Jay’s encounter with a great white shark

After this story you will understand why Jay could only think of sharks when he jumped into the ocean to save our dinghy, rather than the million other things that I was thinking of, what if he can’t get back on to the boat, will I be able to pull him up, what if he becomes untied and floats away, could I be able to sail this boat alone…

It was early January 2011, 3 years ago, we arrived to an uninhabited island, one on the very south end of the long strip of the Bahamas Islands. The sea bottom close to the island went from 200 ft to 40 ft and in-between lots of coral reefs we anchored in a patch of white sand. Jay jumped in with his mask to make sure the anchor had a good hold since there was reef all around us it was important we did not drag. I was tidding up things onboard, the girls were playing on deck. I heard Jay yell something back to us from the water but being upwind from him I did not ketch what he said, Luna who was closer to the stern of the boat repeated “He said let go of the dinghy”, I replied “No he didn’t”, I watched him and his head was in the water with his back floating on the surface when he began to launch forward, arms open, splashing the water violently as if doing an awkward butterfly stroke. He then slowly began swimming backwards without lifting his face out of the water, he reached the dinghy which was tied up behind us and jumped in, he was as white as the sandy bottom we just anchored in.

He came aboard and told us his story. He was swimming around checking out the reefs when out of the corner of his eye he sees something big move, he turns and about 20 ft away is a great white shark, 4 times his size, it has turned towards him and is slowly coming at him as if sniffling him out like a dog. This is when he yelled to let go of the dinghy which was about 10ft upwind from him, good quick thinking but his wife estaba en otras. So then he quickly thought “I need to convince this thing that I am going to eat him otherwise he’s going to eat me”, so he immediately started to launch towards it, as if he were a wild cave man, growling, kicking and splashing like a wild animal, it worked! The shark turned around and swam away from him, Jay kept his eyes on it as he swam backwards, the shark did loop around about 30 ft from him and started coming slowly towards him again but by then Jay had reached the dinghy and managed to jump to safety.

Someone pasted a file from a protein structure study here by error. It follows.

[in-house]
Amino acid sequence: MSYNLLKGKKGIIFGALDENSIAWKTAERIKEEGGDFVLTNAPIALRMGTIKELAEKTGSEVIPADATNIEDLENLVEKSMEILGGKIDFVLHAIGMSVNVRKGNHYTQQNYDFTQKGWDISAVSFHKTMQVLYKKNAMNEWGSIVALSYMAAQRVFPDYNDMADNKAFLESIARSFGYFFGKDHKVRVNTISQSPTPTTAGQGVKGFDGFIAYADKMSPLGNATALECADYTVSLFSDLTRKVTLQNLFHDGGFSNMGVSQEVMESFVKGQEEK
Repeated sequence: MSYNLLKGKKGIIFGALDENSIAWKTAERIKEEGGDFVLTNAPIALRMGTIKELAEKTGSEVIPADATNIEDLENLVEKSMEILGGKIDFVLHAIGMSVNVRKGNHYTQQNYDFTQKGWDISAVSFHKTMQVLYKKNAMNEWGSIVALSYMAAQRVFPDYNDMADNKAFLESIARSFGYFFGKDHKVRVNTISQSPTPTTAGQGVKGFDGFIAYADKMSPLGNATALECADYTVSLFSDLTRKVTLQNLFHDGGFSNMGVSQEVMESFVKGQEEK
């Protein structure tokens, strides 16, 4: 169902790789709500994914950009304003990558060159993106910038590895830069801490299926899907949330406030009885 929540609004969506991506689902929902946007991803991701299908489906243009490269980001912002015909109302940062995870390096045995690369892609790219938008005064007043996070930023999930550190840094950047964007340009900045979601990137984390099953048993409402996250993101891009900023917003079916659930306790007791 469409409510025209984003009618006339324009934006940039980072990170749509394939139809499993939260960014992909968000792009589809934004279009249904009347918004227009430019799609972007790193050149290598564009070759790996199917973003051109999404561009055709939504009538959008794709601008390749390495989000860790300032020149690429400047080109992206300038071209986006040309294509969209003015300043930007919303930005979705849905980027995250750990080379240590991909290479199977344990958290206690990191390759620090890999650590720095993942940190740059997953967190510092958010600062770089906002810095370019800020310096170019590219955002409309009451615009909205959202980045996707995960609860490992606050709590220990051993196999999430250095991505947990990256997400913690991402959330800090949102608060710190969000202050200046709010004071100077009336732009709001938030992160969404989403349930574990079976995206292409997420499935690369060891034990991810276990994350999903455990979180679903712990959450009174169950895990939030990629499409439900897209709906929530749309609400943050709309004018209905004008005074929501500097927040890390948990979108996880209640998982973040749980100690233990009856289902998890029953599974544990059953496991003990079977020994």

Lesson learned, always trust your husband, no matter how crazy his request might sound.

Newport to Lunenberg Passage

July 14, 2014 – 12:00 ~ Newport to Lunenberg

Finally we set sail again, after the longest stop we’ve ever made since we started sailing, Jay 9 years ago and myself (Natasha) 5 years ago. We cast off under fair winds from Newport, Rhode Island, headed for Lunenberg, Nova Scotia. Within the hour into our passage all 3 girls were sleeping. Later on that afternoon Caribe throw up for the first time in her sailing career. I ducked and she got me on the shoulder, otherwise she would have got me head on. But that was it, she never got sea sick again on this passage and we had some rough patches where she was jumping up and down as happy as could be. Luna is a natural just like Jay, Sol on the other hand, lays horizontally the entire time, she even eats and plays laying down and does get sea sick when it gets rough. Even though we had purchased a brand new auto pilot (a kind donation from G-Ma) we still hadn’t had time to connect it so Jay was a slave to the tiller, I drove for a couple of hours that first afternoon. At night we had fair winds and the sea got considerably calm as we reached the Gulf stream, that madrugada I relieved the Captain for a few hours again.